Was the Government thinking of withdrawing or temporarily suspending the 2004 Safe Third Country Agreement with the United States?  Were the federal and provincial governments going to increase protection for vulnerable migrant workers and how would that be done? 

Was the federal Government going to work, under the World Conference against Racism Programme for Action, with civil society to create a more robust Canada Action Plan against Racism?

Questions by Experts 

Experts noted the lack of implementation of prior, free and informed consent of indigenous peoples, and the negative impact of several development projects on their culture and heritage.  Those development projects continued to progress despite the protests by affected indigenous communities.  Another problem was barriers to legal recourse with respect to those projects.  The doctrine of discovery (terra nullis) was used as a legal basis to confiscate the lands and territories of indigenous peoples. 

The United Nations Declaration on the Rights of Indigenous Peoples should be the basis for the reconciliation process in Canada.  Was Canada ready to work with indigenous peoples in a way that was really based on the Declaration?  What was the situation of the First Nations treaties signed with the British Crown? 

What were the differences between the federal and provincial laws?  Who at the national level monitored the implementation of economic and social rights?

Experts reminded the delegation to provide the Committee with comprehensive and reliable social and economic indicators for the population disaggregated by ethnicity.  When would statistical categories reflect the population of Canada?        

What was the level of employment of minorities in the civil service, including at the federal and provincial level?  To what extent did the equal employment legislation cover the population of Canada?  Would the Government commit to funding from its Poverty Reduction Strategy to specifically address poverty problems in the African-Canadian community?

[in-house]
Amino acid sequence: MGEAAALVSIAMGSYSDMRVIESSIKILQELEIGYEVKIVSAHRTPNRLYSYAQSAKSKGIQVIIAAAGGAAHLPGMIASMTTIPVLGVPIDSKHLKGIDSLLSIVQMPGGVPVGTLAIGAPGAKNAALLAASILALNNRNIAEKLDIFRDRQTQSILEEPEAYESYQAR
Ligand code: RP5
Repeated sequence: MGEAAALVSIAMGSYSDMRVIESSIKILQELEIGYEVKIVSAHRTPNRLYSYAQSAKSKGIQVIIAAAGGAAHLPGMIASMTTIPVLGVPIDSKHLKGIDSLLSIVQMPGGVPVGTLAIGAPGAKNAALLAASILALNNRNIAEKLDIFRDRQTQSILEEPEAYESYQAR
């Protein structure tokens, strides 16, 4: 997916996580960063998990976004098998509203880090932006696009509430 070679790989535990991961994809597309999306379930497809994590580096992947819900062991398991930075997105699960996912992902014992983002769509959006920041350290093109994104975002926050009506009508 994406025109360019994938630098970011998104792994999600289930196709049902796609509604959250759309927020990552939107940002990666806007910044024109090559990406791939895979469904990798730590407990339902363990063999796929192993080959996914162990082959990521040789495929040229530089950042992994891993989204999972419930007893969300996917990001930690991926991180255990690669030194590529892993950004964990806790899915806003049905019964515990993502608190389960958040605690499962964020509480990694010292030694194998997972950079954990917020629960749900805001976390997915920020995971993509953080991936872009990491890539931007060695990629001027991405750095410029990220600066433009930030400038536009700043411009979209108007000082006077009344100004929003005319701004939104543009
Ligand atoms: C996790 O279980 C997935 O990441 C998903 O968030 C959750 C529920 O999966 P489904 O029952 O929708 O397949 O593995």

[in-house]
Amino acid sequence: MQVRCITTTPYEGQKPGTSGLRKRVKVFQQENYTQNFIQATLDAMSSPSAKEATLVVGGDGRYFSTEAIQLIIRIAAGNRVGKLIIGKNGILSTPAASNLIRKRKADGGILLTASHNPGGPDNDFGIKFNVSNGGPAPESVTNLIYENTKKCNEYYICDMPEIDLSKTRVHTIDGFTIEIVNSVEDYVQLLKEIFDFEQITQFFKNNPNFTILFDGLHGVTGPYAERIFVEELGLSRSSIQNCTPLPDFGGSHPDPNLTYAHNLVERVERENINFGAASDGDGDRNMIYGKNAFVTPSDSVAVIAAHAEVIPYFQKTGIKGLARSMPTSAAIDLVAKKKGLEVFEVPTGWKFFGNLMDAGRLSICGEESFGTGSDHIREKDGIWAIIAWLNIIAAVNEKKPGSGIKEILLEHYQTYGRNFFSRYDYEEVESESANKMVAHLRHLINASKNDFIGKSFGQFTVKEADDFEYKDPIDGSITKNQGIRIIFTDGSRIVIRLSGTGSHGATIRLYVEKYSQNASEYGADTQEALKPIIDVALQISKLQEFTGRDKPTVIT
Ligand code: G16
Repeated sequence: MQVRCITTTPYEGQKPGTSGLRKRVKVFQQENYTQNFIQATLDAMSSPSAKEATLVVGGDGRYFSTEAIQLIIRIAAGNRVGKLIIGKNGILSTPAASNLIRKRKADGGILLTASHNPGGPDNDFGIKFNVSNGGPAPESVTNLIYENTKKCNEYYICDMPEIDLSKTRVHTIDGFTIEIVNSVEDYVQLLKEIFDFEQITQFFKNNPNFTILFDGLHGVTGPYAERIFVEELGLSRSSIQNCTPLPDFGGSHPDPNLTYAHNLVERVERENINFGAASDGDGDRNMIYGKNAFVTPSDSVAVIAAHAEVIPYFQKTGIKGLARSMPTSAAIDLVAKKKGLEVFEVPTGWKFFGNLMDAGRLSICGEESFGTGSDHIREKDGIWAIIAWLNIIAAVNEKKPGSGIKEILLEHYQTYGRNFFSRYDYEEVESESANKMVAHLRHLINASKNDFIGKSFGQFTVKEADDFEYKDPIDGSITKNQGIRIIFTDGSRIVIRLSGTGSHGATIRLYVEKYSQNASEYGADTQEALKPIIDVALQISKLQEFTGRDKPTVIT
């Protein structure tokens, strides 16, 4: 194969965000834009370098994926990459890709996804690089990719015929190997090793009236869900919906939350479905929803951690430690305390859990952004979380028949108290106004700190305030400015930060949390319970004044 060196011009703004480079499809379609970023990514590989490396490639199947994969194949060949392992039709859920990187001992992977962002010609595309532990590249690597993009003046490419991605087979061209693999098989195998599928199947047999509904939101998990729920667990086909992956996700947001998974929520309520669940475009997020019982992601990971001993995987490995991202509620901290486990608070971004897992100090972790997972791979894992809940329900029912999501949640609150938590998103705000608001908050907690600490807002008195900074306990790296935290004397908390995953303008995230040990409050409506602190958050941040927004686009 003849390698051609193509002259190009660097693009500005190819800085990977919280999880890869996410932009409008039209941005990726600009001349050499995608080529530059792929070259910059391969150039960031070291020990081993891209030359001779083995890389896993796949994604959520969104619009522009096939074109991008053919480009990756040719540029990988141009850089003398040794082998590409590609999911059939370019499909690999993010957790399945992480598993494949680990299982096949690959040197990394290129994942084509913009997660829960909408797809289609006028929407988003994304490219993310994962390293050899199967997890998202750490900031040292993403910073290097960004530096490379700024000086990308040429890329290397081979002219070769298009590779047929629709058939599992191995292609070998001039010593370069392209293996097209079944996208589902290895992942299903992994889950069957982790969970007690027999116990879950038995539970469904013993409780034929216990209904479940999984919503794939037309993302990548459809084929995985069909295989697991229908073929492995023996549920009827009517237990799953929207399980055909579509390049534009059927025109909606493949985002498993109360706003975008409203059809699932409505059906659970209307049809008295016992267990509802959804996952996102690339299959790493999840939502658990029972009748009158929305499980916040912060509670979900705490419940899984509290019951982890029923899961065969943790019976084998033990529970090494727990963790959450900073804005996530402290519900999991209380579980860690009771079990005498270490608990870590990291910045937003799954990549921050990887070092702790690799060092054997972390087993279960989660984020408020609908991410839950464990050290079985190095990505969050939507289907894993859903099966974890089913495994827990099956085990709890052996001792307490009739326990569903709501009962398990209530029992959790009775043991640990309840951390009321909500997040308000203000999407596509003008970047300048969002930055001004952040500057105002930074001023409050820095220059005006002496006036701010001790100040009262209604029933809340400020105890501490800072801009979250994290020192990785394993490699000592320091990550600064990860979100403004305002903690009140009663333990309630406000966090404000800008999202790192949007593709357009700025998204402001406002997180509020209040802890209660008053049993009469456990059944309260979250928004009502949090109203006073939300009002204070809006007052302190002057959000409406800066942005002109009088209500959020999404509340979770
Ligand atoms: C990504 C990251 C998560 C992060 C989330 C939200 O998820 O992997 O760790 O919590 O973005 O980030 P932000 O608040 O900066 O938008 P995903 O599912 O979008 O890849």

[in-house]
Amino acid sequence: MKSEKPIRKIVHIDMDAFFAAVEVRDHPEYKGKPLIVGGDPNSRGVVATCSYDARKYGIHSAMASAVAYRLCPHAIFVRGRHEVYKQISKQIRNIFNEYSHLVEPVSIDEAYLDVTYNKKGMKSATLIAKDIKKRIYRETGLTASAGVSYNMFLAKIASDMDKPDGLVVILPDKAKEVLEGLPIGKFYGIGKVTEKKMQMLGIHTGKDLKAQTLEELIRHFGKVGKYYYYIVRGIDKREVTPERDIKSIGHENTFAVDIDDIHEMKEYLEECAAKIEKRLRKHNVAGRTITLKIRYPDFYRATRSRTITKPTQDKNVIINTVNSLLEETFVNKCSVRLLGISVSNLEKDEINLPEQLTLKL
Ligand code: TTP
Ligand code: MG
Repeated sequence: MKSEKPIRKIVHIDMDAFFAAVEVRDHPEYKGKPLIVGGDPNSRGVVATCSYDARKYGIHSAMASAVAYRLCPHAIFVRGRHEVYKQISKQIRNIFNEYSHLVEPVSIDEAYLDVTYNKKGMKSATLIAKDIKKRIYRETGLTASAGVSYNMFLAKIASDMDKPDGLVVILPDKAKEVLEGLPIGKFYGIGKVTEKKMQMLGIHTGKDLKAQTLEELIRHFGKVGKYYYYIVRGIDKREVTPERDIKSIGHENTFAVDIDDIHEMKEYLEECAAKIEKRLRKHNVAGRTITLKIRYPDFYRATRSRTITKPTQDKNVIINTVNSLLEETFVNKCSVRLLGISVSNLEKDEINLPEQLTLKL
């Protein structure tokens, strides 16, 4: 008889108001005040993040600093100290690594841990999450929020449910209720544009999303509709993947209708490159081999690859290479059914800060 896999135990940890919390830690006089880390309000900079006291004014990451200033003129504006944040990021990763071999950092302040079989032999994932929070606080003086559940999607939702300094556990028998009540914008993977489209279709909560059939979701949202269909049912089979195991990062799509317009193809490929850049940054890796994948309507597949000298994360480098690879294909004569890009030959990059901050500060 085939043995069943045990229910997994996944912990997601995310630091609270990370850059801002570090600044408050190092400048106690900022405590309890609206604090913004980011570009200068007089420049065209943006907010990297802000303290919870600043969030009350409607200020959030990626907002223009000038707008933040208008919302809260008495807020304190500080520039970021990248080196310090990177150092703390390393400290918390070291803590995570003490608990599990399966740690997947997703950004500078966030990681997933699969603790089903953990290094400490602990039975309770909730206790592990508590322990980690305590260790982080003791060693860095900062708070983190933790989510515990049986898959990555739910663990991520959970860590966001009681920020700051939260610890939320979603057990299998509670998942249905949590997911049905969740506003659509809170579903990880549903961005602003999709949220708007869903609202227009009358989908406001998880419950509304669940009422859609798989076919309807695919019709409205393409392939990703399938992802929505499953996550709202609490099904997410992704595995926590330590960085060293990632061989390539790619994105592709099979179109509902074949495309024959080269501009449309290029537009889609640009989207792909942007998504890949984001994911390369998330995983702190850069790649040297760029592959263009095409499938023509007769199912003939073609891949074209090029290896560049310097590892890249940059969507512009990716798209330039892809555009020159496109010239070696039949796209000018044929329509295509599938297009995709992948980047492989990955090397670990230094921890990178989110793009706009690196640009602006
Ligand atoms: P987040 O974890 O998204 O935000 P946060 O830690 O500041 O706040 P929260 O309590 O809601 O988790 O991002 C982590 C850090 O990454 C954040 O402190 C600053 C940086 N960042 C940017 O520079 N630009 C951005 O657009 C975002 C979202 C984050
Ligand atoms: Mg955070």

As for black students being disciplined in schools, did police officers in schools still carry firearms?  Graduation rates and school drop-out rates were substantially lower among black students.  How would Canada deal with the way black students were treated in the school system? 

Experts observed that instead of dealing with the poverty itself, the child welfare system took away black children from their families.  What would Canada do to stop that practice and ensure that systemic racism was not used to justify forced assimilation?   

ANASTASIA CRICKLEY, Committee Chairperson, reminded the State party of the need to update its core document, and she encouraged the Government of Canada to facilitate individual complaints.     

GUN KUT, Committee Expert and Follow-Up Rapporteur, reminded that in 2012 the Committee had requested Canada to provide information on its follow-up to the recommendations.  The State party had submitted an interim report in September 2014, which was longer than the actual periodic report.  The issues in the interim report concerned the effective integration of Afro-Canadians, combatting violence against indigenous women, social and cultural rights of indigenous peoples, and facilitating access to justice by minority groups.    

Experts welcomed positive developments with respect to the detention of migrants.  However, concerns remained that many migrants could not claim their rights, due to the lack of awareness and resources.  Long-term detainees were disproportionately racialized.  Nearly one third of immigrants were held in provincial prisons, leading to death in some cases.  Was Canada ensuring that migrants could access justice on an equal footing with other citizens?  Would the Government publish relevant statistics on immigrants in detention, and would it impose limitation on immigration detention?